If laughter is good for the soul, then after last night I’m pretty well cured of anything that ails me. I finally got my act together and got to the theater to see Twelfth Night done by the Great River Shakespeare Festival, and I don’t care who you are — that play was funny. Stick around – I’m going to give you a chance to see it for yourself.
And I really mean I don’t care who you are. I’ve heard loads of people over the years say, when asked if they’ve seen one of the GRSF plays, say, “Uh no thanks. Not into that theater thing.” And well guess what? You’re wrong. I can pretty well imagine what people who say that envision when they hear “Shakespeare play” – a bunch of high-falutin people nodding appreciatively to the iambic pentameter verse blibbed out indecipherably from a stage full of serious thespians, while they sit there with a dumb stare on their face wondering what the hell is going on.
I may or may not have thought that at one point myself. And I’m not going to lie – for each play I’ve gone to see, it takes me about 20 minutes to sink into the unusual word use and cadence of speech, and to get my arms around the story. But the great minds at GRSF know this is generally true about everyone in their audience, and they do a pretty good job grabbing you by the hand and pulling you into the production.
And if you only see one production this year, or in your life, you should probably make it Twelfth Night. I haven’t seen King Henry V, also being performed by GRSF this year, though I heard it was very good. But Twelfth Night was like a joy ride – so funny that at points the audience actually could not stop laughing, and actors had to hold their line for an extra beat or two because the uproar would have drowned them out. I’m not talking about chuckle-funny; I’m talking about throw your head back and laugh out loud funny. And whether you like flannel or silk, or Courvoisier or Bud Lite, who doesn’t love to laugh like that? In fact, when William Shakespeare wrote his plays, he designed them for ordinary folks, not dignitaries and heads of state, and he had a pretty irreverent sense of humor. GRSF’s rendition of Twelfth Night would have made Will proud.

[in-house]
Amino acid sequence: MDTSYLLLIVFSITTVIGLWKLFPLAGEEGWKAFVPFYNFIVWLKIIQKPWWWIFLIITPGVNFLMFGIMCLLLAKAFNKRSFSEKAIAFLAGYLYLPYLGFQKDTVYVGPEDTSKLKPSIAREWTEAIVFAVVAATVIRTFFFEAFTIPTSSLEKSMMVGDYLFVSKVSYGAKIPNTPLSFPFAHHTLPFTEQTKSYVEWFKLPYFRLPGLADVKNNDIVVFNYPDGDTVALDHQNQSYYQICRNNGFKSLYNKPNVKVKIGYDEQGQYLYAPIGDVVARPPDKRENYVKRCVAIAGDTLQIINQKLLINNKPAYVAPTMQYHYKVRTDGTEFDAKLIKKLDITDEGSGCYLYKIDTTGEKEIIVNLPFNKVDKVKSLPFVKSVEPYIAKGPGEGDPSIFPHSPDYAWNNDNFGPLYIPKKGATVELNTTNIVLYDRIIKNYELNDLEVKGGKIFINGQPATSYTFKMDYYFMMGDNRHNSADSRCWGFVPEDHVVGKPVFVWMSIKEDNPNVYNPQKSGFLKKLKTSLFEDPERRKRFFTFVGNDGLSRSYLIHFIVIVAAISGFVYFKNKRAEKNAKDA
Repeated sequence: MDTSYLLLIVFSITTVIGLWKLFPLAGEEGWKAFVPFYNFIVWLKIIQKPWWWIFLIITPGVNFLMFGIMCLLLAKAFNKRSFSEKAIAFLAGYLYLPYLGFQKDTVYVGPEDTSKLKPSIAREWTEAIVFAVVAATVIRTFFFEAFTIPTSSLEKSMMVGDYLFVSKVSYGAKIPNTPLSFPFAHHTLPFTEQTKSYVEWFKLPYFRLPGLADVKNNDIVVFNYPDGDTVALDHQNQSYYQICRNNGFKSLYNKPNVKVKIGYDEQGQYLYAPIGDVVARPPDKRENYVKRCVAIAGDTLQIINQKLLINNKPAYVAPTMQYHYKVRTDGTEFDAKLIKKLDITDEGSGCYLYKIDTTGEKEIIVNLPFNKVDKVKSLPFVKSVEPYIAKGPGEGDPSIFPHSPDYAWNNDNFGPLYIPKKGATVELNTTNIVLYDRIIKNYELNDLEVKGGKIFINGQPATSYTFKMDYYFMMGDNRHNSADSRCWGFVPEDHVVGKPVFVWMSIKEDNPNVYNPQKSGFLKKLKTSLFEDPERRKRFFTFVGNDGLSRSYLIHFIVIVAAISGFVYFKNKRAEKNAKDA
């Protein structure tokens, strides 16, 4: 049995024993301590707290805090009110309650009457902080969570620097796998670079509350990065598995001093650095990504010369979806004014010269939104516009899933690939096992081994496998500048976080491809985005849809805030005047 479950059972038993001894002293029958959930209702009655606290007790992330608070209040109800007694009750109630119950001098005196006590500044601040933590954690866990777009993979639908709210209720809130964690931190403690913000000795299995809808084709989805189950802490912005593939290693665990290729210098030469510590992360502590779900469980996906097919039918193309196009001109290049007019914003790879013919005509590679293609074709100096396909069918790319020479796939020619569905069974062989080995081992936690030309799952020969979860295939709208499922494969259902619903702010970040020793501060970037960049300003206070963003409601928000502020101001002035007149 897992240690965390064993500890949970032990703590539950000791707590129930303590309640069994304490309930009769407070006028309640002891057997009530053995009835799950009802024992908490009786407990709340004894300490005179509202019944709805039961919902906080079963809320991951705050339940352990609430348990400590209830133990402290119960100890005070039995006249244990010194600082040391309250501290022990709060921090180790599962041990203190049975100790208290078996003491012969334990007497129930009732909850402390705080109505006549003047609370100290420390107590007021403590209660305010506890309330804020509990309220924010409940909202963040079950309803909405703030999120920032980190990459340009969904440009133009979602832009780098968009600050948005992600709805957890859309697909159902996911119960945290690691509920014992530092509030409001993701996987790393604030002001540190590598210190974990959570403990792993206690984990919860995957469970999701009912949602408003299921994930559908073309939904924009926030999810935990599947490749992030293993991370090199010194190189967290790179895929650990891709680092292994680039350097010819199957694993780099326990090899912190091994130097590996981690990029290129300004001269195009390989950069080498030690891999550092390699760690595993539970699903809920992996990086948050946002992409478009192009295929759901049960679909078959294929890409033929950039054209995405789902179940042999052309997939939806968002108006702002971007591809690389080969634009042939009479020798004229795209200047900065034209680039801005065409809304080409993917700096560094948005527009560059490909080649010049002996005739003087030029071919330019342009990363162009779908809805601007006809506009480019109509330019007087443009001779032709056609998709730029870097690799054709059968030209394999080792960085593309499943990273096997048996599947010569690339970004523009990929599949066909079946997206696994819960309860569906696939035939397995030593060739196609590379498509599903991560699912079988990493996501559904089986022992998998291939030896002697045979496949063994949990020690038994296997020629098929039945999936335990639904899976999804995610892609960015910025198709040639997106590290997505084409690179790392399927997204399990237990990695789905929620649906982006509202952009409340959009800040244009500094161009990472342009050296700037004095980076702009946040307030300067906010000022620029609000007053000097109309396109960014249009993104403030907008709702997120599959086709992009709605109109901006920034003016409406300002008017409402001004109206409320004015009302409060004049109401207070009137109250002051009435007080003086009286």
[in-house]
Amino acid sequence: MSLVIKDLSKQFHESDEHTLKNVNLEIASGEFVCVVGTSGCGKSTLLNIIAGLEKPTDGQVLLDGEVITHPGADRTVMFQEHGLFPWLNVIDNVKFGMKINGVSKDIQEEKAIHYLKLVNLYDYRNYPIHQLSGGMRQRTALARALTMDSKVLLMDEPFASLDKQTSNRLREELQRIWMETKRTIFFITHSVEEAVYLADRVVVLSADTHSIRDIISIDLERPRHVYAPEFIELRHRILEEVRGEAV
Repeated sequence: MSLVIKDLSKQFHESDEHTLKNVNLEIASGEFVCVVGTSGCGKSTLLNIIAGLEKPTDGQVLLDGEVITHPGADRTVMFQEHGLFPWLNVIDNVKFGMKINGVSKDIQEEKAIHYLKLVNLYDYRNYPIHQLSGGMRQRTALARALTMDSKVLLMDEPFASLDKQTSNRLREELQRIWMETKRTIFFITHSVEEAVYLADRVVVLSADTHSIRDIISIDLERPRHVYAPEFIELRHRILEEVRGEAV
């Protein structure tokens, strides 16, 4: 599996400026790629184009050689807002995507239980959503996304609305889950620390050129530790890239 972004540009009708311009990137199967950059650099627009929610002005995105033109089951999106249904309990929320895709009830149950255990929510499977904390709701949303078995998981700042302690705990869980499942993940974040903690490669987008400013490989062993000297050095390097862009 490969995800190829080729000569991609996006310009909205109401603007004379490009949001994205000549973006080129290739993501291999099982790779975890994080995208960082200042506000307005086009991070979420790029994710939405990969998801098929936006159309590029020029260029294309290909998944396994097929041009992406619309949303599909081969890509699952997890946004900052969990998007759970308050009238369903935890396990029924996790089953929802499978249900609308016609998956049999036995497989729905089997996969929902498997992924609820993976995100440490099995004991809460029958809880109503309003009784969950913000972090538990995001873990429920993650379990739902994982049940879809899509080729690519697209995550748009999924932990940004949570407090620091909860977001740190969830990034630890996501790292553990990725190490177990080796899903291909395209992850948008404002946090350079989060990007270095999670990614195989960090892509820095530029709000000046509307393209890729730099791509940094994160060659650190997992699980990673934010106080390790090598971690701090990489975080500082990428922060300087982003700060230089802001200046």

This is, of course, because of the actors who have affectionately made this festival their summer home. There is genius among us, folks, and I’m not kidding. Now it’s no secret that I’m a bit of a groupie who is rumored to be stalking Christopher Gerson, one of the festival’s cornerstone actors, but that’s not why I’m saying this. And for the record, I’d just like to say that it was NOT me sitting outside your apartment with binoculars Thursday, Chris, and I did not send you all those cookies, even though they look suspiciously like my grandmother’s recipe. I hope you liked them though – I mean if someone did send you cookies.
Anyway – after Twelfth Night, I’ve moved on. Chris was fabulous. Better than fabulous – and I cherished the droplets of his sweat and spit that flew on me as I gazed up from the second row. In fact, I’m probably not going to wash my clothes. But my new love after the play is Tarah Flanagan, who happens to be Chris Gerson’s wife. Holy cats, man, I can see why you married her. She’s adorable. But her portrayal of Viola was just plain brilliant. She was funny and moving and engaging and her timing was impeccable…sigh. Just – wow. What must it be like to be married to that kind of greatness? (I’m pretty sure I just started a fight in their house. LOL)
In all seriousness, there was a lot of genius on that stage and I’m madly in love with all of them. Chris Mixon, Michael Fitzpatrick, Brian White, Jonathan Gillard Daly, Stephanie Lambourn, Doug Scholz-Carlson, and my good friend Corey Allen, the designers and directors and on and on – for a few weeks each summer, they splash our town with the kind of talent that could work anywhere, yet they come here. We are so, so lucky, Winona – and if you check out publications in Milwaukee or Minneapolis or Madison you’ll see: The world is jealous of us and our festival.
So go. You’ll thank me. But you better do it now because you only have a week left. I’ve got two tickets to give away – I’m going to draw a name from the comments at 10 a.m. Tuesday morning – you will need to leave your name and tell me: IF you were going to be a GRSF actor groupie, which one would you follow around and why? Don’t know any of the actors? No problem, here is the playbill: http://grsf.org/wp-content/uploads/2013/07/Playbill-2013-web.pdf
You can only enter once, but do us all a favor and share this blog with your friends – maybe one will take you if they win. But even if they don’t win (or take you), if they go, they’ll thank you for the best laugh they’ve had in a long time.